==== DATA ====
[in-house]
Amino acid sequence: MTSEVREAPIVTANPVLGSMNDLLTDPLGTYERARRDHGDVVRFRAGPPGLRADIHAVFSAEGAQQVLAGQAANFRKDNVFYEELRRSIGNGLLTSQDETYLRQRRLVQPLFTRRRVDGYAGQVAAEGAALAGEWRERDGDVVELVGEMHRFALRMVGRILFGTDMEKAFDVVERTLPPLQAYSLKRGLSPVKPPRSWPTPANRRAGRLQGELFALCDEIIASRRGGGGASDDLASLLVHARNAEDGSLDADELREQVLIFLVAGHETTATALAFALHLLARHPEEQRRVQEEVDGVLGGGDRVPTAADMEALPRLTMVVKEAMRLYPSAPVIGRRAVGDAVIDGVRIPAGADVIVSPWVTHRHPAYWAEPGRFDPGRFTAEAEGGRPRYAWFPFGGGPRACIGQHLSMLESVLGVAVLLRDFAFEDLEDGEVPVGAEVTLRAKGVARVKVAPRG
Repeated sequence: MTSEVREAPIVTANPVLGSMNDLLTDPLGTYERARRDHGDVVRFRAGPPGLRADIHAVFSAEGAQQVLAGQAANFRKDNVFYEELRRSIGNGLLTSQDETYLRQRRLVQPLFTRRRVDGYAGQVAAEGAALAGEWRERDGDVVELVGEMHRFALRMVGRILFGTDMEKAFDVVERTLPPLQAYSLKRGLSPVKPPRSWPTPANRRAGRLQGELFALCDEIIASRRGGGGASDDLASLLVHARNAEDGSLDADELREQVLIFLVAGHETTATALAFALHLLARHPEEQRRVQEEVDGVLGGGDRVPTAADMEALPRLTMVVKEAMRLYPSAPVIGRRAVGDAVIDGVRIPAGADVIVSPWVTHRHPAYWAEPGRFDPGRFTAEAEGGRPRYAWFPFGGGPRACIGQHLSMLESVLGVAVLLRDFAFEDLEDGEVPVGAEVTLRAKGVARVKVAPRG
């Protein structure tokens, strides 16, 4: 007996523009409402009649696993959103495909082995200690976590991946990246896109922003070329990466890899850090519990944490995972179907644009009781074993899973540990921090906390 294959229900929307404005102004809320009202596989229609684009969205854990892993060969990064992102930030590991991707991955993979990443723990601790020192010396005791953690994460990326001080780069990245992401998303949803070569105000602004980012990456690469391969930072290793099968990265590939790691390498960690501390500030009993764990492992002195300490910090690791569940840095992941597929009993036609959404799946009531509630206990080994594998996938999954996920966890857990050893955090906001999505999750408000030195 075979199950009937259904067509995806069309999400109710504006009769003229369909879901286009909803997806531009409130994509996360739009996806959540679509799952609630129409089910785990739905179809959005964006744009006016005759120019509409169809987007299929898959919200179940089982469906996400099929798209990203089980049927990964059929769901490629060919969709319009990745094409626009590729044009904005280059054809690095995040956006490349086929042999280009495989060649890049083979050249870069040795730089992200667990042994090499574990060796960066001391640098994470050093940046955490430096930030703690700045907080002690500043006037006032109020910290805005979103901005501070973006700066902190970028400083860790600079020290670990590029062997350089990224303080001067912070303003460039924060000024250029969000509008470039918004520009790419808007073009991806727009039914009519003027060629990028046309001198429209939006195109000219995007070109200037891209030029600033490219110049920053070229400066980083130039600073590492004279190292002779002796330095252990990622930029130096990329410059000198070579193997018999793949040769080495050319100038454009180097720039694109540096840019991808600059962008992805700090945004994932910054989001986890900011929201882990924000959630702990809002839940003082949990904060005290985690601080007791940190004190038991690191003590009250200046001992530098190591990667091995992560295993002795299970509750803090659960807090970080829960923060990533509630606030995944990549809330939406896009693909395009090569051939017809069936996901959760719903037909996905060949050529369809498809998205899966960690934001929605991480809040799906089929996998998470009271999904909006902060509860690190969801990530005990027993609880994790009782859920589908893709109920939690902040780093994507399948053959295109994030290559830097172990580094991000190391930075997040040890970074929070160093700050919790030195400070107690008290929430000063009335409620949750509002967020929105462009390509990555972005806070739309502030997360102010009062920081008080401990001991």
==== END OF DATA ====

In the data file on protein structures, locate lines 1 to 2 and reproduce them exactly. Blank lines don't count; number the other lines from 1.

[in-house]
Amino acid sequence: MTSEVREAPIVTANPVLGSMNDLLTDPLGTYERARRDHGDVVRFRAGPPGLRADIHAVFSAEGAQQVLAGQAANFRKDNVFYEELRRSIGNGLLTSQDETYLRQRRLVQPLFTRRRVDGYAGQVAAEGAALAGEWRERDGDVVELVGEMHRFALRMVGRILFGTDMEKAFDVVERTLPPLQAYSLKRGLSPVKPPRSWPTPANRRAGRLQGELFALCDEIIASRRGGGGASDDLASLLVHARNAEDGSLDADELREQVLIFLVAGHETTATALAFALHLLARHPEEQRRVQEEVDGVLGGGDRVPTAADMEALPRLTMVVKEAMRLYPSAPVIGRRAVGDAVIDGVRIPAGADVIVSPWVTHRHPAYWAEPGRFDPGRFTAEAEGGRPRYAWFPFGGGPRACIGQHLSMLESVLGVAVLLRDFAFEDLEDGEVPVGAEVTLRAKGVARVKVAPRG